Miami Beach residents got their first look at a master plan that could help to remake their neighborhood late Tuesday.
The draft plan presented by urban planners Dover, Kohl & Partners has been in the works for several months. It unveils what the planners call several big ideas for remaking North Beach, which stretches from 63rd Street to 87th Street and between the Atlantic Ocean and Biscayne Bay.
The plan calls for the creation of a town center along 71st Street; enhanced protection for architecturally significant Miami Modern or MiMo buildings; developing eight large vacant lots along Collins Avenue, known as the west lots, with a mix of private and public investment; enhancing transportation options for residents; and building up beach and other waterfront areas to deal with sea-level rise.
The draft plan calls for the creation of local historic districts along many waterfront areas of North Beach, which would largely prevent the demolition of so-called contributing structures — something Dover, Kohl planners said that many residents of North Beach want. Jason King, a project director at the firm, says local historic districts helped make South Beach what it is today and the same could happen for North Beach. “South Beach started with just a few historic districts, and they all expanded,” King said. “So what we are proposing is sort of a pilot — a historic district pilot in some ways on North Beach.
King said the draft plan also calls for the creation of neighborhood conservation districts that protect attributes of a neighborhood like scale and massing and block size, but allow for the replacement of buildings that “have exceeded their design life.”
Owners of buildings would be allowed to use transfer of development rights or TDRs, essentially air rights — to protect such buildings and to transfer TDRs to other developers who want to build higher in an area like a town center along 71st Street where the draft plan calls for increasing heights up to 12 stories as a way of creating a viable mix of retail and residential projects that would give North Beach residents and visitors a “destination.”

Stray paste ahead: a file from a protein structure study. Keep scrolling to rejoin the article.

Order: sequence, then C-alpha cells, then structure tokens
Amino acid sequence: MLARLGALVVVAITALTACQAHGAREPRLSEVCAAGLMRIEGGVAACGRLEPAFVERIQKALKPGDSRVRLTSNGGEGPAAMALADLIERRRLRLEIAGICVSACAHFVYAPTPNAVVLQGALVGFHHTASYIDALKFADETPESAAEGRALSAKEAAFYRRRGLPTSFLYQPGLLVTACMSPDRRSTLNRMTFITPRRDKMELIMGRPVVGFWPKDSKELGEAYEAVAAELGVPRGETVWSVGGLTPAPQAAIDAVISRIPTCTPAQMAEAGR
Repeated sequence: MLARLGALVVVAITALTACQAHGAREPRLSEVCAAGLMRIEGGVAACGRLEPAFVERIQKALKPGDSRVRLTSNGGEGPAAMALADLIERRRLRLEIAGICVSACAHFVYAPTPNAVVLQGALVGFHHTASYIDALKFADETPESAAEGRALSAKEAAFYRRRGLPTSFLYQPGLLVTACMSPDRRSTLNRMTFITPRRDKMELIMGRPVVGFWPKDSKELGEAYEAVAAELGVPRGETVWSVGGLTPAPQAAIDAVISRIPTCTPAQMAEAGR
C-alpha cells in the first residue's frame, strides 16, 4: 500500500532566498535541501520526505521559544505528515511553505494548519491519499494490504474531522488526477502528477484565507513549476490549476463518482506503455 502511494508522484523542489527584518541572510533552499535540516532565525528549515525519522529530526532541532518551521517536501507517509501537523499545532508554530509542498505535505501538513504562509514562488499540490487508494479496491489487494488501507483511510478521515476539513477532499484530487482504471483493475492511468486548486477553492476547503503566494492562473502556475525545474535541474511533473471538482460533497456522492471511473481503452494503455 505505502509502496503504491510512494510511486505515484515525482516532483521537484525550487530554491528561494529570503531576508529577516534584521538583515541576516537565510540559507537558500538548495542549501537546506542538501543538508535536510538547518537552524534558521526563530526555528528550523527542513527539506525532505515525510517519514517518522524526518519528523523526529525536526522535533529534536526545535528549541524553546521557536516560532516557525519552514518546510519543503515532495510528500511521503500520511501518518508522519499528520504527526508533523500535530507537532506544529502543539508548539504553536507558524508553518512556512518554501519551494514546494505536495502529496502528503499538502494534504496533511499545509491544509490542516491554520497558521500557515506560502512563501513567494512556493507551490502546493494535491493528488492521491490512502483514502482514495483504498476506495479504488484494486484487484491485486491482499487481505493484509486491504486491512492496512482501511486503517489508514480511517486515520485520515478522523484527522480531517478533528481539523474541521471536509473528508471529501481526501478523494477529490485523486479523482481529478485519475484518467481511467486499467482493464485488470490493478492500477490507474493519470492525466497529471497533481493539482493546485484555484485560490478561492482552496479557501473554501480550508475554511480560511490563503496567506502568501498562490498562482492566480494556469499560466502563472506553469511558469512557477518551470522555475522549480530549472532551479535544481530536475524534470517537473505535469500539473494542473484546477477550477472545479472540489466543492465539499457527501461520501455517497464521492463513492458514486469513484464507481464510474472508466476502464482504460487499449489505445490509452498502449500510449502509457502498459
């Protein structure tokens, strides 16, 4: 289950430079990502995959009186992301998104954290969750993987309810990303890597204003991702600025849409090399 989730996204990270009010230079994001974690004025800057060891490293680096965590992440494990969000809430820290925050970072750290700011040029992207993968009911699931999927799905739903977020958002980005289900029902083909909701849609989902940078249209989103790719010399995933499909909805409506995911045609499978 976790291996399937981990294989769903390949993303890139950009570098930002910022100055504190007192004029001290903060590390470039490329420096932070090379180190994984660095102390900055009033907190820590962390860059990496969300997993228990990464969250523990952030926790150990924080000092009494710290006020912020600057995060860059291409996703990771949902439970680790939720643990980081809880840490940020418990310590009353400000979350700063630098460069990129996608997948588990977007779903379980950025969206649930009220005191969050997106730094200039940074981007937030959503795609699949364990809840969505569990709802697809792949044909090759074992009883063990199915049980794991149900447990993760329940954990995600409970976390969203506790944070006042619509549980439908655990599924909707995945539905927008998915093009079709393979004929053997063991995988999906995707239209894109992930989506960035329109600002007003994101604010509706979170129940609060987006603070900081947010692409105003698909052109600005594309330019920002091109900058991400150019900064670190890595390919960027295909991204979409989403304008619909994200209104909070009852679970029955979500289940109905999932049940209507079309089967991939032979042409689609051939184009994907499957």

A number of developers have expressed skepticism over whether TDRs would work in North Beach, and said it’s unclear if enough value can be gained from TDRs to either protect and maintain older buildings or build up 71st street. Voter approval would also be necessary for the plan to move forward.
The draft plan also calls for a mix of private and public investment along Collins Avenue, where the city owns eight large mostly vacant lots that city officials have called potentially some of the most valuable property on Miami Beach, sitting across from North Shore Park with unobstructed views of the ocean. Dover, Kohl planners said a potential mix of six blocks having public uses and two being developed privately received the most interest in an informal poll.
And to protect those areas the draft plan calls for building up dune areas by building so called “dikes in dunes,” where dune areas are reinforced with concrete ribbing, and widening beach areas along the North Beach coastline, something that was done more than 30 years ago in South Beach.
On Wednesday, the Miami Beach City Commission responded to the draft master plan by unanimously imposing a six-month moratorium on any new demolitions in North Beach. Sponsored by commissioners Joy Malakoff and Ricky Arriola, the moratorium is designed to protect so-called “contributing structures” from demolition until local historic districts can be designated and approved by the city commission.